We had a beautiful, warm, sunny day to celebrate his birthday with family and friends.  Juwan chose a cool combination of a cake.  It was tie-dyed in the middle, white icing, covered with tons of sprinkles and balloons as the topper.  It was fun and the kids all helped with the rainbow inside.  Lola and Samuel even helped run little stations.   Lola was in charge of glittery tattoos and Samuel was in charge of straw rockets.  We ended the party with a minion piƱata.  Juwan enjoyed himself even though he is still a little shy at birthday parties.  Yes, even his own.

Sunday, September 27, 2015

Birthday Months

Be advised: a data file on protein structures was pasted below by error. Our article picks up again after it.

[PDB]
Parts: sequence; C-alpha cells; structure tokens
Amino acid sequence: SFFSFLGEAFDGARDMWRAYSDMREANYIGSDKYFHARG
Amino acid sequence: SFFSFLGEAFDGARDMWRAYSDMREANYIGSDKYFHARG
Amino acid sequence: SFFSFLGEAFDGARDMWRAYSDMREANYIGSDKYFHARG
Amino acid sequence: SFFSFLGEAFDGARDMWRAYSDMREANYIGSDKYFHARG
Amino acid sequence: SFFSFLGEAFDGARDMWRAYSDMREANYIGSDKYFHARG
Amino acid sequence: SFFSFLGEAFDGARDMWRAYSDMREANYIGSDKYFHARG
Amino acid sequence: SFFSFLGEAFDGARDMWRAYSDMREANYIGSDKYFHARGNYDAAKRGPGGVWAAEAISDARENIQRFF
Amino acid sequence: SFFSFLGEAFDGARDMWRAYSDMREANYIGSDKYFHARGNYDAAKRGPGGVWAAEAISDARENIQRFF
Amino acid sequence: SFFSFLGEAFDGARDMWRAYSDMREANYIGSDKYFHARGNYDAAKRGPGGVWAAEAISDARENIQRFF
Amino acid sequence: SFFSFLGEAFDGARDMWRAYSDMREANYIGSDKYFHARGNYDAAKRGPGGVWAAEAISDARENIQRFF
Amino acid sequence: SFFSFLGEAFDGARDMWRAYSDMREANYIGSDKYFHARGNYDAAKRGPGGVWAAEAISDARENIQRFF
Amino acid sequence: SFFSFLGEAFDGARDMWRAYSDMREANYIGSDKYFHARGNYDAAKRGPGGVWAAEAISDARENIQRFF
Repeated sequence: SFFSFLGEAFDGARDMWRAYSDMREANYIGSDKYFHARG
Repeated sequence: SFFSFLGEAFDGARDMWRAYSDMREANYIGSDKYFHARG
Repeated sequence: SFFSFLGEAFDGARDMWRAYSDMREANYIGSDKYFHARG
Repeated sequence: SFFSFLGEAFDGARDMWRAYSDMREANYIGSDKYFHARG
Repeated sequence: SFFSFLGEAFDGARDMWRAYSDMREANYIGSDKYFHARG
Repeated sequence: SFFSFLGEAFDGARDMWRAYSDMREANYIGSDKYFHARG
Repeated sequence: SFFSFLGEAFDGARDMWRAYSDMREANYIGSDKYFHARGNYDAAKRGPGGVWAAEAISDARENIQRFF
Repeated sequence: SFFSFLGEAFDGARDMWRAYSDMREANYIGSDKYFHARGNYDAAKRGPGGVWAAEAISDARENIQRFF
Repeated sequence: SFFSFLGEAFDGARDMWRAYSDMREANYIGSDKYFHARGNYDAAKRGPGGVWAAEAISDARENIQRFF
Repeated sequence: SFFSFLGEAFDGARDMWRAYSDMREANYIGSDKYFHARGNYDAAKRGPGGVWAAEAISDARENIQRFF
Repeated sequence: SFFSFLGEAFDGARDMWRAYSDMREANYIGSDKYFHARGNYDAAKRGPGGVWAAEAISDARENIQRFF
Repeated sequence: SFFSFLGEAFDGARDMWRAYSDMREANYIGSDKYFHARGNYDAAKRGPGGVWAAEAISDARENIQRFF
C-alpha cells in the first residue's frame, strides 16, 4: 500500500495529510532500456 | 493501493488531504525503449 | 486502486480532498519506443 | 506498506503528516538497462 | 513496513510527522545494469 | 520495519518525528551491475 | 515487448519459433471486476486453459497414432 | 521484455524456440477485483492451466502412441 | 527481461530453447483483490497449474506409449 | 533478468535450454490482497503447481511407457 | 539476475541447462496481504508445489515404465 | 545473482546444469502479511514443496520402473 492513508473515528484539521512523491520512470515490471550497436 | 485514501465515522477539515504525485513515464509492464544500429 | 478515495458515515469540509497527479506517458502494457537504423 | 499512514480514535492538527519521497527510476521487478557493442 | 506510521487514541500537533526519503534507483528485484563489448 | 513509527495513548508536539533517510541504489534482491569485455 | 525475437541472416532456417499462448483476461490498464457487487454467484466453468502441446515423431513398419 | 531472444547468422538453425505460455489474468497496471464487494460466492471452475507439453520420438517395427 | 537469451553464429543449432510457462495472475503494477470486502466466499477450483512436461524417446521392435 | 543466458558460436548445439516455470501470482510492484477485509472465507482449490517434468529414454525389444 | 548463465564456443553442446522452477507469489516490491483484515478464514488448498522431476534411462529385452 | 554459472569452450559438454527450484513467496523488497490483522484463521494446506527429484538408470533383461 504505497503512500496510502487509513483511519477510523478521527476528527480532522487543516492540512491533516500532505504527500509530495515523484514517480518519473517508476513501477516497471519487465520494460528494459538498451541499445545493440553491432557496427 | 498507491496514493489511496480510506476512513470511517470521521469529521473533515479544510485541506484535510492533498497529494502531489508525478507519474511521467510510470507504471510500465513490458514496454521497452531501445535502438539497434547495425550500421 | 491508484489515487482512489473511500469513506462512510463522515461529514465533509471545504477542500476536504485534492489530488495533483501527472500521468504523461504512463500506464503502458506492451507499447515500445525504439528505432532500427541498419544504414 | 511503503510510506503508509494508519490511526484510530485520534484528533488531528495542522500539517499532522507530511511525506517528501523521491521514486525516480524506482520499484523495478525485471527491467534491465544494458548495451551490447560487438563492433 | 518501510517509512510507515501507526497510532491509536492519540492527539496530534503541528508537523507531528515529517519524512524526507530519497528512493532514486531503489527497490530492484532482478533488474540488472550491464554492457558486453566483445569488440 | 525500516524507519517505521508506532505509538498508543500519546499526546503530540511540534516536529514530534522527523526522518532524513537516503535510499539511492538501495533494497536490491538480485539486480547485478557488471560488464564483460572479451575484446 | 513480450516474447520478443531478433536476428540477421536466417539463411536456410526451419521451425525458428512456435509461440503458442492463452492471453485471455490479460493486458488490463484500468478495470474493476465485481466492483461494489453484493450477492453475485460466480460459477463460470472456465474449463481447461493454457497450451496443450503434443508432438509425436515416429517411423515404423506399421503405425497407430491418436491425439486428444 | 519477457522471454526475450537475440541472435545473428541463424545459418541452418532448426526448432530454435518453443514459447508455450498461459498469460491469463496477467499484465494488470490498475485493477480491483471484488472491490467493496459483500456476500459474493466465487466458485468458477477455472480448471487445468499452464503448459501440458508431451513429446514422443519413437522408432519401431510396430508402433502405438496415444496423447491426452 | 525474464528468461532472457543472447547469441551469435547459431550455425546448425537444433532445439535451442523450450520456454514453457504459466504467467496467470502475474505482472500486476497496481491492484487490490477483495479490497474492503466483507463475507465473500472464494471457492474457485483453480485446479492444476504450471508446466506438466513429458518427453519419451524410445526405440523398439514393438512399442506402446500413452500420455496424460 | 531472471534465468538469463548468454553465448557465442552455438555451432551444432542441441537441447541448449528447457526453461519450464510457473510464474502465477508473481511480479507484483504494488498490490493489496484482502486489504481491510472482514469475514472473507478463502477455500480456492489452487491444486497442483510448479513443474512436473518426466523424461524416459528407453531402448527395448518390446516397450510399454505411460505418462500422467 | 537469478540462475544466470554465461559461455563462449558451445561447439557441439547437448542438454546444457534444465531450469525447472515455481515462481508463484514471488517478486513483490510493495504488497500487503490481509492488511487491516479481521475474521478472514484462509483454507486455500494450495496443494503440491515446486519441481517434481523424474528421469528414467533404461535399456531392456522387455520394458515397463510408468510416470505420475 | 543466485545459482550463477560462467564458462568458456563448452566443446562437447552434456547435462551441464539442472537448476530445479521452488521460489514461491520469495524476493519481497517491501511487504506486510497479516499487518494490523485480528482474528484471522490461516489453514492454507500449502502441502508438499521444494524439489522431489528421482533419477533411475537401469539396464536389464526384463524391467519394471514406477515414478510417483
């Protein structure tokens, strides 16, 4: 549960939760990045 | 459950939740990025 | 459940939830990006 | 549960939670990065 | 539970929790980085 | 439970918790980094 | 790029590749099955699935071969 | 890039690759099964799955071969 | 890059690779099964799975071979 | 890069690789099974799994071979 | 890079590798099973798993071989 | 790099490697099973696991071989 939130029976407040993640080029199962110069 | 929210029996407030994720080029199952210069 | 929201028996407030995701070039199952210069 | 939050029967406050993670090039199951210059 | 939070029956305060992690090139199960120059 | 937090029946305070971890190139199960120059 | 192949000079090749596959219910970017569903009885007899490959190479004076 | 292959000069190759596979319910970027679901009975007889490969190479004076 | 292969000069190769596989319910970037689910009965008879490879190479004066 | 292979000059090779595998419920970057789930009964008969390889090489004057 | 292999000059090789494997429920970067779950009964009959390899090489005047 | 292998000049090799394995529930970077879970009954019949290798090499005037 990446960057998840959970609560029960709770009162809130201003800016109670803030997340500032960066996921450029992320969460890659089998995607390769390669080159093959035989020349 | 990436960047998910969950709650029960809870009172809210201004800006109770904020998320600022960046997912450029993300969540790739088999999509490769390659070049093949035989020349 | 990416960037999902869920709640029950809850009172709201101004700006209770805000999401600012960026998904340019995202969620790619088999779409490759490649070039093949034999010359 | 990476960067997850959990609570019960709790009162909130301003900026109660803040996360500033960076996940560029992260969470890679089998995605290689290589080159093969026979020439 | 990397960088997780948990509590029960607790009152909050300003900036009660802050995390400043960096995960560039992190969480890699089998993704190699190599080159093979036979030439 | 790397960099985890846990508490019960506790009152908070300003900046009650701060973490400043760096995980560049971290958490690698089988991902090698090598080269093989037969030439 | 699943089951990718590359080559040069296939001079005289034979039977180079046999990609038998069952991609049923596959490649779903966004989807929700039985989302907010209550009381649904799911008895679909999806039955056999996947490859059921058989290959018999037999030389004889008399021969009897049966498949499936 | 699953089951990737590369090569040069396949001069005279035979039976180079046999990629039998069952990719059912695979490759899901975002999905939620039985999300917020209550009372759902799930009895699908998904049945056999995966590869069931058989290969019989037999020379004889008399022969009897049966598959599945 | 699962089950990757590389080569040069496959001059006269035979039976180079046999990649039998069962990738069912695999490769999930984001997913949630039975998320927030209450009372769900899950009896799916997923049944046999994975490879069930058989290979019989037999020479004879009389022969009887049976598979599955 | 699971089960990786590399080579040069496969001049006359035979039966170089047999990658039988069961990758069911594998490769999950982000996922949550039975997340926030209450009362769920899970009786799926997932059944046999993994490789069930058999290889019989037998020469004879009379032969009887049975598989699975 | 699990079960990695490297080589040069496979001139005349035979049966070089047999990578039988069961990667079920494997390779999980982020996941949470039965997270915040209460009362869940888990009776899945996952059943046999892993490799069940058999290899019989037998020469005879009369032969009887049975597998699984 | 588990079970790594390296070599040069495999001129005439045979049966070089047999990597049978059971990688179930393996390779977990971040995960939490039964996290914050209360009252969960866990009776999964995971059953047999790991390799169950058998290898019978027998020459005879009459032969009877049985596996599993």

The summer and early fall months are what I consider the birthday months in our household.   You see 4 out of our 5 children have birthdays starting in July, then August, and ending in September.  So, for three months straight we are talking about cakes, games, presents, friends, food, and dates.  I love my children and I relish in the celebration of their lives, but by the end of September I am thankful that there are no more parties to plan until February when our Juwan gets to celebrate his day!  We do not go all crazy for birthdays.  Yes, we try to do some sort of fun cake.  This year Lola wanted owl cupcakes, Brennan and Samuel had s'mores cupcakes, and by the time we got to Lige (and our foster daughter) we were tired of cake so they had tractor cookies with apple crisp.   Each party we try to have some sort of theme, but we usually make some small decorations ourselves and definitely do not break the bank to accomplish this feat.  Since Lola wanted owls each table had a little thrift store owl figurine with a saying like, "Owl always love you."  Even though it was rainy we managed to do a scavenger hunt with clues.  Samuel and Brennan's party didn't have decorations, but who needs that when you have an obstacle course complete with zip line and bow and arrow practice.  Then Lige and baby still being little needed only some tractors and green pinwheels to complete their party.  It was great having lots of helpers decorate tractor cookies and make pinwheels.  The only negative to their party was that Scott was sick and couldn't participate.  Anyway,  I'm sure I could make the parties a little less work intensive, but there is something about putting the labor of love into making each party a little special.  I hope that looking back the kids and I will remember and see these parties for what they really are: an expression of love and thankfulness for each one of them!